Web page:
From yuanqi (primal energy) to Wenqi (literary pneuma): A philosophical study of a chinese aesthetic
David Bourget (Western Ontario)
David Chalmers (ANU, NYU)
Rafael De Clercq
Ezio Di Nucci
Jonathan Jenkins Ichikawa
Jack Alan Reynolds
Learn more about PhilPapers
Philosophy East and West 59 (1):pp. 22-46 (2009)
Wenqi 文氣 (literary pneuma) is a foundational idea in Chinese aesthetics. It has remained elusive since its initial formulation, however. This is so largely because previous scholars did not examine its ontological and epistemological conditions in analytic terms, still less explore its implications in a conceptual framework of artistic creation. Here, it is proposed to explore its general as well as specific implications against the larger background of Chinese intellectual thought and in relation to contemporary theories of literature and aesthetics. Through a philosophical inquiry, wenqi is here reconceived as an integration of the primal energy of the universe, the creative energy of human beings, and the totalizing force that animates an artistic work. Wenqi is viewed not as a substance or a product but as a creative and shaping force that flows from the writer into his writing, gives it a distinct shape, and makes it different from any other writing. The theory of wenqi is a system of aesthetic principles that govern the creative and shaping force operating in the space of three intertwined entities: the macrocosm of the universe including human society, the microcosm of the writer, and the microcosm of his writing.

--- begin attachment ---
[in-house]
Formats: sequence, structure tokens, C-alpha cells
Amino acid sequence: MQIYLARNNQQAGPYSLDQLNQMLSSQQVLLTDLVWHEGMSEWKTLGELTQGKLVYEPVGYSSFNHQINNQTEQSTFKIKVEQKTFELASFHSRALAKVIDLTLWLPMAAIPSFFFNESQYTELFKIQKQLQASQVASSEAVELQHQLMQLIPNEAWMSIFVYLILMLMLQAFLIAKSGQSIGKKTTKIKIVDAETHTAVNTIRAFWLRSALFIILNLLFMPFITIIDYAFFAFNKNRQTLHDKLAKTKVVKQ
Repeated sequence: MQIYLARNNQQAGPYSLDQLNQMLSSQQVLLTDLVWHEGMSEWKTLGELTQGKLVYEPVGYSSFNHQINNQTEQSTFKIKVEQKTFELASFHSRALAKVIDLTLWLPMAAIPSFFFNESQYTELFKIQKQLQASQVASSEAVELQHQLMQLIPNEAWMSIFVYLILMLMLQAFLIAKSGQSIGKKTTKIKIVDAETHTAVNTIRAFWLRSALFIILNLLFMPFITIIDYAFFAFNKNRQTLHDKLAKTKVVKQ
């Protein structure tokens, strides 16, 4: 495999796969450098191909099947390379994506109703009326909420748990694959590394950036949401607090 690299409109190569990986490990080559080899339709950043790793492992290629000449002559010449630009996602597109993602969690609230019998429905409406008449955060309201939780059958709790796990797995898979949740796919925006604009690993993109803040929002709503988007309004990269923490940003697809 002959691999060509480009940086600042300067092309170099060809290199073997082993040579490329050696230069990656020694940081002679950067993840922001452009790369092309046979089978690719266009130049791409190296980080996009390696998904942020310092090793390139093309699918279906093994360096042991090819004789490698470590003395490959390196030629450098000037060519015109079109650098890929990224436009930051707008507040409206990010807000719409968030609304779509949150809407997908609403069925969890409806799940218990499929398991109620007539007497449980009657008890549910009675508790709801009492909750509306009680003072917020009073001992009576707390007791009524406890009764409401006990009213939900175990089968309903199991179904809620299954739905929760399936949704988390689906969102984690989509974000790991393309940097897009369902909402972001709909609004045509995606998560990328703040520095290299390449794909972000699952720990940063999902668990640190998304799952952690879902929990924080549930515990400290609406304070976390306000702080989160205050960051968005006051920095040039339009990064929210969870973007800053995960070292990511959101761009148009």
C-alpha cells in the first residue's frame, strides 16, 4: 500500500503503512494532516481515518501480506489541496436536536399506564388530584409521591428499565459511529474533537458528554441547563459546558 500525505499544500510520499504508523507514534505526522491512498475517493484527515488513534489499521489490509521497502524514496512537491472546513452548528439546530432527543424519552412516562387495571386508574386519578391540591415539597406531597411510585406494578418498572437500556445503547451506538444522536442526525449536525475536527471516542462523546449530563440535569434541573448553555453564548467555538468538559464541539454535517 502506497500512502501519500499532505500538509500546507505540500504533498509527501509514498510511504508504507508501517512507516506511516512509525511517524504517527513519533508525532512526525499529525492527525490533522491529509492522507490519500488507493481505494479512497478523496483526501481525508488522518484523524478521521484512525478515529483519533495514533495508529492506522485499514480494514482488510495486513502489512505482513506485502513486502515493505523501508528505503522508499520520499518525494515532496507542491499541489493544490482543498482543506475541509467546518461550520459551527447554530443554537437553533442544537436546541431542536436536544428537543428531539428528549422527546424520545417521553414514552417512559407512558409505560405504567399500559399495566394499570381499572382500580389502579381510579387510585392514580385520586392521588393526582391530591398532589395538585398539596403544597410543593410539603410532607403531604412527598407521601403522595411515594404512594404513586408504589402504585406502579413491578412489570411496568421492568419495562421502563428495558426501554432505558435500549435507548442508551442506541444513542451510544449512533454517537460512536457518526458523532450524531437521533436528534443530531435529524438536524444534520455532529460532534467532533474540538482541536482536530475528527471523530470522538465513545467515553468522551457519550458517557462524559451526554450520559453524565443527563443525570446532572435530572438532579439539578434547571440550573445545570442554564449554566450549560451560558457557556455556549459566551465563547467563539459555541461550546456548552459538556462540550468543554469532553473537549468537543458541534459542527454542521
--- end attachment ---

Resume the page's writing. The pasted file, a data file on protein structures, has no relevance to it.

|Keywords||No keywords specified (fix it)|
|Categories||categorize this paper)|
Setup an account with your affiliations in order to access resources via your University's proxy server
Configure custom proxy (use this if your affiliation does not provide a proxy)
|Through your library|
References found in this work BETA
No references found.
Citations of this work BETA
Nicholas S. Brasovan (2015). Aesthetics of Qi: Building on the Internalist-Essentialist Philosophy of Art. Dao: A Journal of Comparative Philosophy 14 (1):75-93.
Similar books and articles
Gérard Genette (2005). Essays in Aesthetics. University of Nebraska Press.
Larry L. Rasmussen (2011). Energy: The Challenges to and From Religion. Zygon 46 (4):985-1002.
Maurice Blanchot (1982). The Space of Literature. University of Nebraska Press.
Jane Cauvel (1999). The Transformative Power of Art: Li Zehou's Aesthetic Theory. Philosophy East and West 49 (2):150-173.
Zehou Li (1994). The Path of Beauty: A Study of Chinese Aesthetics. Oxford University Press.
Haina Zhang, Malcolm H. Cone, André M. Everett & Graham Elkin (2011). Aesthetic Leadership in Chinese Business: A Philosophical Perspective. [REVIEW] Journal of Business Ethics 101 (3):475-491.
Gerald C. Cupchik & János László (eds.) (1992). Emerging Visions of the Aesthetic Process: Psychology, Semiology, and Philosophy. Cambridge University Press.
Zongqi Cai (ed.) (2004). Chinese Aesthetics: The Ordering of Literature, the Arts, and the Universe in the Six Dynasties. University of Hawai'i Press.
Peter Howarth (2007). Creative Writing and Schiller's Aesthetic Education. Journal of Aesthetic Education 41 (3):41-58.
Ming Dong Gu (2003). Aesthetic Suggestiveness in Chinese Thought: A Symphony of Metaphysics and Aesthetics. Philosophy East and West 53 (4):490-513.
Added to index2009-01-28
Total downloads32 ( #150,116 of 1,924,752 )
Recent downloads (6 months)2 ( #308,315 of 1,924,752 )
How can I increase my downloads?